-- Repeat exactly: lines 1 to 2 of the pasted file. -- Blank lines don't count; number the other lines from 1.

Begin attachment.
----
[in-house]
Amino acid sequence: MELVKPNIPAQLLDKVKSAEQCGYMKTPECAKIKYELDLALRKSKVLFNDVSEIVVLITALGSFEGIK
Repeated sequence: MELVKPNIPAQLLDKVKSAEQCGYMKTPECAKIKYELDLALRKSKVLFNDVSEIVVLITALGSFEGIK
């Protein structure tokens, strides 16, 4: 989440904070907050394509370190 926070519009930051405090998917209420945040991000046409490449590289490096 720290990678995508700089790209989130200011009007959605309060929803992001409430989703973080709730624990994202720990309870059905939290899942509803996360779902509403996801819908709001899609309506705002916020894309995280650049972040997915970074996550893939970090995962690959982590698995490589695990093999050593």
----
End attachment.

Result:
[in-house]
Amino acid sequence: MELVKPNIPAQLLDKVKSAEQCGYMKTPECAKIKYELDLALRKSKVLFNDVSEIVVLITALGSFEGIK